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Many policies in higher education are intended to improve college access and degree completion, yet often those policies fall short of their aims by making it difficult for prospective or current college students to access benefits for which they are eligible. Barriers that inhibit access to policy benefits, such as cumbersome paperwork, can weigh more heavily on members of marginalized communities, including racially minoritized students. Such administrative burdens can thus reinforce patterns of inequity. In this paper, we present a conceptual framework for examining administrative burdens embedded in higher education policies that can negatively affect prospective and current college students, especially those who are racially minoritized. With the use of our proposed framework, researchers can improve the understanding of ethnoracial disparities in higher education, inform policymakers’ design of racially equitable policies for higher education, and enable practitioners to implement those policies to promote racial equity.
Colleges across the United States are now placing most or all students directly into college-level courses and providing supplementary, aligned academic support alongside the courses, also known as “corequisite remediation.” Developmental education reforms like corequisite remediation could advance racial and ethnic equity in postsecondary education by facilitating early academic progression. However, there is limited evidence available on differential impacts of corequisite models by race and ethnicity. To better understand the potential for differential impacts of English corequisites for Latinx students, this study leverages data from a randomized control trial across five large urban community colleges across Texas. We also utilize student survey data to develop a deeper understanding of how corequisites shape the experiences of Latinx students in their college-level English courses. Latinx students in our study colleges saw larger benefits from taking corequisite English than non-Latinx students in terms of gateway course completion. The survey findings suggest that corequisites provided an environment where Latinx students felt less academically overwhelmed and less bored relative to patterns observed for traditional DE course enrollees. However, Latinx students in corequisites also reported being less likely to participate in class discussions and ask questions relative to their non-Latinx peers.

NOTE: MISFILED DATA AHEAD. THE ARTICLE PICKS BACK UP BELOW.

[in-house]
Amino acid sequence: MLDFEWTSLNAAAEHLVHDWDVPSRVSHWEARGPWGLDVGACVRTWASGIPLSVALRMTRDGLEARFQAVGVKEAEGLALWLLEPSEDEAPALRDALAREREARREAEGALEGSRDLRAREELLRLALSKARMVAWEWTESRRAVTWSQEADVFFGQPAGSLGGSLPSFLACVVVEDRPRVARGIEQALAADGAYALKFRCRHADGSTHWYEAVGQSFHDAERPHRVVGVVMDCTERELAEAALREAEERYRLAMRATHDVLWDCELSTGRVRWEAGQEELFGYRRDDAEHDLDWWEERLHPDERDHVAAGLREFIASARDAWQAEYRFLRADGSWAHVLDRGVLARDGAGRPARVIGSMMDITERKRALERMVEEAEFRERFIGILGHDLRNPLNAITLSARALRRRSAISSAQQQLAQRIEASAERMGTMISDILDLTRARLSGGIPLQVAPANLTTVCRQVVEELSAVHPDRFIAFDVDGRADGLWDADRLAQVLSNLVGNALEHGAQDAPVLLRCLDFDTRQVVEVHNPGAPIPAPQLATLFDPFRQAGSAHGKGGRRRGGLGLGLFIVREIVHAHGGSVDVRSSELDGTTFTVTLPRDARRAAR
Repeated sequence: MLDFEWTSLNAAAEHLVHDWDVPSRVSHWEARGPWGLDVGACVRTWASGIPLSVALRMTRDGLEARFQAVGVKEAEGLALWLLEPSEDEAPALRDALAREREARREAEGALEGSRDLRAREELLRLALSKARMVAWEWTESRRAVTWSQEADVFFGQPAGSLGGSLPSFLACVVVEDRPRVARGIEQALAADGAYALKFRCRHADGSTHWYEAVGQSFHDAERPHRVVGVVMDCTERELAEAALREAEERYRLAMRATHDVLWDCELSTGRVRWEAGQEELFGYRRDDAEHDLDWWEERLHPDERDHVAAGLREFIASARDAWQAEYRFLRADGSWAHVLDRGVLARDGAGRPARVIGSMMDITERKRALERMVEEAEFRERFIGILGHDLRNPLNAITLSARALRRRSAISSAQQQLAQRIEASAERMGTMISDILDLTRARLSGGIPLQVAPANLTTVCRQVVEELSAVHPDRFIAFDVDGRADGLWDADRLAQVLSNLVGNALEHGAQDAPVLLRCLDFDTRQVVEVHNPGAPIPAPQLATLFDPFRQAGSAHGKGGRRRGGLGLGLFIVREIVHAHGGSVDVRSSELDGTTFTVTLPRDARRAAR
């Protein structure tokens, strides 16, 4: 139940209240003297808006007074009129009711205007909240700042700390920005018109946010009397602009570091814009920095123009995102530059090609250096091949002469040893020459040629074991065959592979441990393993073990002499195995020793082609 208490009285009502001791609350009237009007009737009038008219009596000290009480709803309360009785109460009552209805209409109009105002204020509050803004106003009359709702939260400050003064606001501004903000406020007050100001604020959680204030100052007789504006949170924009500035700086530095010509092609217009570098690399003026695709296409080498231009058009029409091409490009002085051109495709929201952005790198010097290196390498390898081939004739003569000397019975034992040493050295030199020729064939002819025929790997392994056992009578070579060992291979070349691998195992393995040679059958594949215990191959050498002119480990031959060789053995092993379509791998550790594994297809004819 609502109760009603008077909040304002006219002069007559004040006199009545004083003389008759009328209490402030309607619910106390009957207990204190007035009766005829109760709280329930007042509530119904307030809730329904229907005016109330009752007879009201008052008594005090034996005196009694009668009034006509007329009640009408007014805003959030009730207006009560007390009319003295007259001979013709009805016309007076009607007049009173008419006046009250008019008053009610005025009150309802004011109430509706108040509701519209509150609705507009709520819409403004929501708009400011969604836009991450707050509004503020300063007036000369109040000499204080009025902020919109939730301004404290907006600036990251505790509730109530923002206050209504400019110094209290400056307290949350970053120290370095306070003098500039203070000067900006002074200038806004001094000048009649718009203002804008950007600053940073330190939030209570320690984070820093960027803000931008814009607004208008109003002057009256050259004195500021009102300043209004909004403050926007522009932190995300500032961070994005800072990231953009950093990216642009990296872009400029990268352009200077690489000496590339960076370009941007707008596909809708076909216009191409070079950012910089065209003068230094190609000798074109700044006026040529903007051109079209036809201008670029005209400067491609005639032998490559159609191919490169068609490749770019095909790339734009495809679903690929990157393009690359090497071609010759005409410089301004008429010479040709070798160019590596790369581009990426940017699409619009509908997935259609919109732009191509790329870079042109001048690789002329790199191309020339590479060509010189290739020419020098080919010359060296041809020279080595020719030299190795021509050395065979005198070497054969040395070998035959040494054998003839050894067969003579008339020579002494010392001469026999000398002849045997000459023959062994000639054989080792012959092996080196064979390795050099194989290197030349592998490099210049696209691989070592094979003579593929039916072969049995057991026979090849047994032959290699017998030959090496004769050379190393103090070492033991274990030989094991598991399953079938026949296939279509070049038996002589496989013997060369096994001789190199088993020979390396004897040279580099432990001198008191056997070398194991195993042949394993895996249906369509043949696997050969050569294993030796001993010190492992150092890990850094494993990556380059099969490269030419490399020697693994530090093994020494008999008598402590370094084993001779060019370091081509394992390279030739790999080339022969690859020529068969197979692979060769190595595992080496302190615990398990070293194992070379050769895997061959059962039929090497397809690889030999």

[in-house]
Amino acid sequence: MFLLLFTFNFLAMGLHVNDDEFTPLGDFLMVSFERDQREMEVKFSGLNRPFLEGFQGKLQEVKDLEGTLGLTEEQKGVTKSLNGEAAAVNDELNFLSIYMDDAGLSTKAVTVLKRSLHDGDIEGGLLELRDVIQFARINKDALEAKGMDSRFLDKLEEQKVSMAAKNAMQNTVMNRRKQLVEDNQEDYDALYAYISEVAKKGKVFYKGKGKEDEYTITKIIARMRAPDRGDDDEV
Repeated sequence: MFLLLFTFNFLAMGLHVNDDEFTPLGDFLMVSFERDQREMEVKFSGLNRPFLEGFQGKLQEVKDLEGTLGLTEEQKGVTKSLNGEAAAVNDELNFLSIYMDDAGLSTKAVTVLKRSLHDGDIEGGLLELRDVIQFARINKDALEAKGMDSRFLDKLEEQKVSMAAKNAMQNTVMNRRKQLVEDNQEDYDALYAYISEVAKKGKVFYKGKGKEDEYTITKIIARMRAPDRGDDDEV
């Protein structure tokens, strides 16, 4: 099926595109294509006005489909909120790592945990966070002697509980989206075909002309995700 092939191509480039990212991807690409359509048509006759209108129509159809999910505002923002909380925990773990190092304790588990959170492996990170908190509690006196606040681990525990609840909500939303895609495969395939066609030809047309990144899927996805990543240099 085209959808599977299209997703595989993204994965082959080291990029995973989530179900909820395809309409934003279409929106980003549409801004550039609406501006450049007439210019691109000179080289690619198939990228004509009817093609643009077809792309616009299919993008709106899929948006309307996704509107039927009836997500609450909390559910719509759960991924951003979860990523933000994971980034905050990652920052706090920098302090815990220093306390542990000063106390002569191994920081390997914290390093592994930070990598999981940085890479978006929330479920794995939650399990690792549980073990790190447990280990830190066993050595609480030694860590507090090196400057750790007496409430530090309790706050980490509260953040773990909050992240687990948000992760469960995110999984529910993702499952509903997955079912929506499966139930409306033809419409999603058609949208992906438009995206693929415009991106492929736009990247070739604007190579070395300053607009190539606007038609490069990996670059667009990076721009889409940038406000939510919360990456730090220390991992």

Many education policymakers and system leaders prioritize recruiting and developing effective school leaders as key mechanisms to improve school climate and student learning. Despite efforts to select and support successful school leaders, however, relatively little is understood about the prior professional experiences and skillsets that principals possess upon entry into their positions. In this descriptive paper, we use 14 years of administrative data on all educators in Oregon to trace the prior professional experiences and instructional effectiveness of those who become school leaders. We highlight that many principals in Oregon acquire educational leadership experience outside the assistant principal role and outside of the school district in which they serve as principals. We also find that when future school leaders were teachers, they improved student achievement at modestly higher rates than their peers. Insight into these topics has the potential to inform the pre-service training, recruitment and professional development of school leaders.